28. Wow, information overload, Dan! So many questions. My answers:

    1. Introversion is a choice, not a character flaw. It’s one way of interacting with the world and some of us extroverts have reason to admire an introverted approach.

    2. Were you depending on the kindness of others to do what you wanted to do? Is that a good idea? Did you make that choice because you were late, failed to plan on traffic? What part of the conflict can you take responsibility for? I’m just askin’…

    3. People are more likely to blow up at strangers. It’s too bad that we have lost a sense of community, where we know those we deal with. In our highly-mobile society, we interact with many people we do not feel connected to and may never meet again. It’s the reason people feel free to blow up. Chances are, they wouldn’t do it to someone they know well and feel connected to.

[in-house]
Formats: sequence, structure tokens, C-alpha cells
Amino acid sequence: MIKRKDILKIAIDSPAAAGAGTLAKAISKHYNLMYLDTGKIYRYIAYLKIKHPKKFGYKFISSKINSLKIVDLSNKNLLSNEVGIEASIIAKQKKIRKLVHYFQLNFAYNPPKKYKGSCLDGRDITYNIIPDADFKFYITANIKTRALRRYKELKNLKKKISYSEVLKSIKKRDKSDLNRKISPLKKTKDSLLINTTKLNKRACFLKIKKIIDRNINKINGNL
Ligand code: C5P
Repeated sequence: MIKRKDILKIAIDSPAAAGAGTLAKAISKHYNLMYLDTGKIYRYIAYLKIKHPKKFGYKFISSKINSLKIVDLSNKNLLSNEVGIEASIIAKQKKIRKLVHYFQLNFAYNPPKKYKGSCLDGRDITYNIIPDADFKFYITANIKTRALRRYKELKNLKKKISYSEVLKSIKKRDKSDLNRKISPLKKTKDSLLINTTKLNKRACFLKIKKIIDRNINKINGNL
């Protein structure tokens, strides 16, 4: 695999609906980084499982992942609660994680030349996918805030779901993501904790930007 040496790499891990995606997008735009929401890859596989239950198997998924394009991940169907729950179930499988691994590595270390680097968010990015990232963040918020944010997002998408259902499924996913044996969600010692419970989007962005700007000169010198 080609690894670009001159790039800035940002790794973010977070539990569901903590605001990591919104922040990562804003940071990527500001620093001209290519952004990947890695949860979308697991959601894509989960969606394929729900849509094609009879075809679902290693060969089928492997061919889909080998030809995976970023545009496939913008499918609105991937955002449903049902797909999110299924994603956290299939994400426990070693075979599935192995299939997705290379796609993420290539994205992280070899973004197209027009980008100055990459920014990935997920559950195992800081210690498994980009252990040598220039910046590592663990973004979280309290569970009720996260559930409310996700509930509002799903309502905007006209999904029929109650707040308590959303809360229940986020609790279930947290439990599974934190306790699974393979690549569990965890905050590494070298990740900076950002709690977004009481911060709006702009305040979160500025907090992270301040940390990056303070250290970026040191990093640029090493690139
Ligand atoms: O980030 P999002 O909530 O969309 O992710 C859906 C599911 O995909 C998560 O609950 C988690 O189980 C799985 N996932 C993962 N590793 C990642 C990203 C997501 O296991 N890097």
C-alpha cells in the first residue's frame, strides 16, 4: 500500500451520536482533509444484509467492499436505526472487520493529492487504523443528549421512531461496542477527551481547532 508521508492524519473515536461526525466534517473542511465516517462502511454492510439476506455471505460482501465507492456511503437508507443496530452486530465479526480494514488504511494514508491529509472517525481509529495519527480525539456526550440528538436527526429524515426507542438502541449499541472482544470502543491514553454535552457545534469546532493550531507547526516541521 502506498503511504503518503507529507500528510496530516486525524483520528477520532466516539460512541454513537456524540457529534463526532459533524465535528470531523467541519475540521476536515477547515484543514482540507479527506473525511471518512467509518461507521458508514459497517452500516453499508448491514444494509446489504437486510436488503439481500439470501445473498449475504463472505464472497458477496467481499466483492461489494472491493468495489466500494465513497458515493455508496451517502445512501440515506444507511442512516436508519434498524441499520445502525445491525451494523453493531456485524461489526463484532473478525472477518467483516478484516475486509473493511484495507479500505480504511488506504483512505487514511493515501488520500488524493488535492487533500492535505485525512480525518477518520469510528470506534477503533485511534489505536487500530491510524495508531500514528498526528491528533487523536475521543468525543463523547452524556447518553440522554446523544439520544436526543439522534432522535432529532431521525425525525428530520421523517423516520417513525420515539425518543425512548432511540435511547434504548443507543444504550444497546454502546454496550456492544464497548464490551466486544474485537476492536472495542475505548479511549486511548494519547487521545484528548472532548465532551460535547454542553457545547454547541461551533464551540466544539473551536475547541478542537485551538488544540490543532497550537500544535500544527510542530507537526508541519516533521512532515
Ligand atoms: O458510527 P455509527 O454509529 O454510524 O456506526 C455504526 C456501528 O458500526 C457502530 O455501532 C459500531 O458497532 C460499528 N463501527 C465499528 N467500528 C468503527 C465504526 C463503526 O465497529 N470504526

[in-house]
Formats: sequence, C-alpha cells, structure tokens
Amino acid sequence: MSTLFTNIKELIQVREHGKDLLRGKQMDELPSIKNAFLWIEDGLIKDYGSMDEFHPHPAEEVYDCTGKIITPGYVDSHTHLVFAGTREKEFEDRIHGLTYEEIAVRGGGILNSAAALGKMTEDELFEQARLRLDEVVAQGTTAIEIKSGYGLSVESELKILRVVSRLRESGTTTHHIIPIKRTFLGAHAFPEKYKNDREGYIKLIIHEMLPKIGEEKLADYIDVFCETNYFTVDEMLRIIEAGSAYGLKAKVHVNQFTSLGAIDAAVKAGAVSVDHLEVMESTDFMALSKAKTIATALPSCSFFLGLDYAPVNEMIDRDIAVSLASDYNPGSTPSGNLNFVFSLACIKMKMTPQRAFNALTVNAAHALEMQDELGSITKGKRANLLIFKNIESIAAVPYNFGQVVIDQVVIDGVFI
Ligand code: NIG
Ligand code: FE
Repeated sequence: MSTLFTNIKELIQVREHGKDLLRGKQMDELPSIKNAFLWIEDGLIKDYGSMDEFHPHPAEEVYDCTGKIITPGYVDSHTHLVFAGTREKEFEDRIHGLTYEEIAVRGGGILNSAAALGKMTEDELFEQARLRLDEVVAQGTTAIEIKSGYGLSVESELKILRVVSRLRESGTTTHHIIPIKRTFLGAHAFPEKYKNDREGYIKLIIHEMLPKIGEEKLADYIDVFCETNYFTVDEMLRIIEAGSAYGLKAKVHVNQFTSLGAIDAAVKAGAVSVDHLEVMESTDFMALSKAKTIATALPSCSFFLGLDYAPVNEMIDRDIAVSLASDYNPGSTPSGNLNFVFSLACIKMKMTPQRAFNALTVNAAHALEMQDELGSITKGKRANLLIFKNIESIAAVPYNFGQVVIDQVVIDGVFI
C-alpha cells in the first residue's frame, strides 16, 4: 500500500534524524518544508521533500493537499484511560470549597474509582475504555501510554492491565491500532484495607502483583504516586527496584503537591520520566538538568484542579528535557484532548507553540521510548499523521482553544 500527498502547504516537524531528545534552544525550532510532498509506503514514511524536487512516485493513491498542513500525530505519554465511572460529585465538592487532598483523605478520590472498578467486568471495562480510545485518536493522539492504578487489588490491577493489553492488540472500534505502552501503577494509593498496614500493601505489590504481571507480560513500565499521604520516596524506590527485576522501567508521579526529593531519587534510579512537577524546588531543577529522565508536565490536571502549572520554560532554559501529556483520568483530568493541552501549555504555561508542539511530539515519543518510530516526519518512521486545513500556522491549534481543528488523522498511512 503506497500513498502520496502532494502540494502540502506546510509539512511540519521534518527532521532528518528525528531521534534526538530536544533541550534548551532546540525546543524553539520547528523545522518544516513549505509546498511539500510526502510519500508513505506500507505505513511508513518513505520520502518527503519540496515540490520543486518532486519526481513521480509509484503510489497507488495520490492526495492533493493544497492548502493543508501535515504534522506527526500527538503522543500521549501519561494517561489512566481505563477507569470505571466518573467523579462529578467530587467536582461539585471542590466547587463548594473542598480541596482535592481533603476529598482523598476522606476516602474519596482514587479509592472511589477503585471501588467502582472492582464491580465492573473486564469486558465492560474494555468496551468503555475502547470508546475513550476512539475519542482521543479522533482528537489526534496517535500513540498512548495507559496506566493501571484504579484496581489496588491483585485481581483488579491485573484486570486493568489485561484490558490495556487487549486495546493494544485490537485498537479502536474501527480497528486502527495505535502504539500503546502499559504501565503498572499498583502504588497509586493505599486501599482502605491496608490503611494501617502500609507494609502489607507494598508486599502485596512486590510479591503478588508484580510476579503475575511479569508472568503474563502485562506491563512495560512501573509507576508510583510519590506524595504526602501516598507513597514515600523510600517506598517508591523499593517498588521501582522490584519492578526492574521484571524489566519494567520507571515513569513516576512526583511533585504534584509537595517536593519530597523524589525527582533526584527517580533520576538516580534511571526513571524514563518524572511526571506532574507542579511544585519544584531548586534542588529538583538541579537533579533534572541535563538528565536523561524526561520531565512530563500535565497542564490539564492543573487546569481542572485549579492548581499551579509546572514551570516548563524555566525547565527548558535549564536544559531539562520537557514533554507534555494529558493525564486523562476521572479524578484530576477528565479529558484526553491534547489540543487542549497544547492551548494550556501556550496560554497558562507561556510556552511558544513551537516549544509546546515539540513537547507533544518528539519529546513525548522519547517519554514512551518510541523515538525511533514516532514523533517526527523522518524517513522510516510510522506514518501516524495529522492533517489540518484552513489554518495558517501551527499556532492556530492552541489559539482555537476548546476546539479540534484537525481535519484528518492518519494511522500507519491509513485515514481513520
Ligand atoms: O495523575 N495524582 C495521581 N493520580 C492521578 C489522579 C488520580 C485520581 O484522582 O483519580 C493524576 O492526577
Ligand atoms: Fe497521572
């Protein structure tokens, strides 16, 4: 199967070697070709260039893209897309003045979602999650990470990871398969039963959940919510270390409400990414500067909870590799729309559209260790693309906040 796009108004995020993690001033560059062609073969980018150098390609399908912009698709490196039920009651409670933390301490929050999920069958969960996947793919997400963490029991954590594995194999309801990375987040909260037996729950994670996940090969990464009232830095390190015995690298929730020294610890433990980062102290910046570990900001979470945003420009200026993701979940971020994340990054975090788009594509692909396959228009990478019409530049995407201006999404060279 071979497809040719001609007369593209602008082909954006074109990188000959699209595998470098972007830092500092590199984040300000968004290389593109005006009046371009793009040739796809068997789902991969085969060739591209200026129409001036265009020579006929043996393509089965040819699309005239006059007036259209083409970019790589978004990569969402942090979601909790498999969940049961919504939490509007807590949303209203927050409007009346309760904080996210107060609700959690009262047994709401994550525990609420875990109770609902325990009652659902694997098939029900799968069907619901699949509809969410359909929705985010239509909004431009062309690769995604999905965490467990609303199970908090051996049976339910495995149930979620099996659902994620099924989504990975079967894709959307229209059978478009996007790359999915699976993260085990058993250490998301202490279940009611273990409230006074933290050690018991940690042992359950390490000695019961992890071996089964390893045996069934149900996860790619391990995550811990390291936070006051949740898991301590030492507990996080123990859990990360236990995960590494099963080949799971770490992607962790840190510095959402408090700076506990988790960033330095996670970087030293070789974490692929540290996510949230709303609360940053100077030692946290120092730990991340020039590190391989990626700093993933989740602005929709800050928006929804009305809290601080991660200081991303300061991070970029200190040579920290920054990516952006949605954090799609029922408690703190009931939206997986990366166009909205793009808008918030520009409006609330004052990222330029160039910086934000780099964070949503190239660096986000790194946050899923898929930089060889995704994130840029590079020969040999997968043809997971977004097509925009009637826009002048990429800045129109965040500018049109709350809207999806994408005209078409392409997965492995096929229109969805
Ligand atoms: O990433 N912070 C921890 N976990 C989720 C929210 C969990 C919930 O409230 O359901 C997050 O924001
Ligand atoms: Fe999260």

4. Do you know that trucking schools TEACH semi drivers to TAKE the right-of-way? The philosophy is that any sensible driver will give it to them rather than risk being creamed by several tons of moving cargo. Be aware of this!

    5. Is it the amygdala or the reticular activating system? Or both? Is there a psychologist in the house?

    6. Yes, it’s good to be emotionally honest with our children. It’s how they learn that we are emotional beings, too, and maybe learn ways to handle emotions.

    7. We replay things in our head because we have leftover emotions from unresolved conflict, so our brains try to process the emotions away, rationalize them, but the emotions are there because the conflict needs to be resolved in order for the emotion to dissipate. Here’s some distilled wisdom on that subject from a variety of sources that I have found helpful: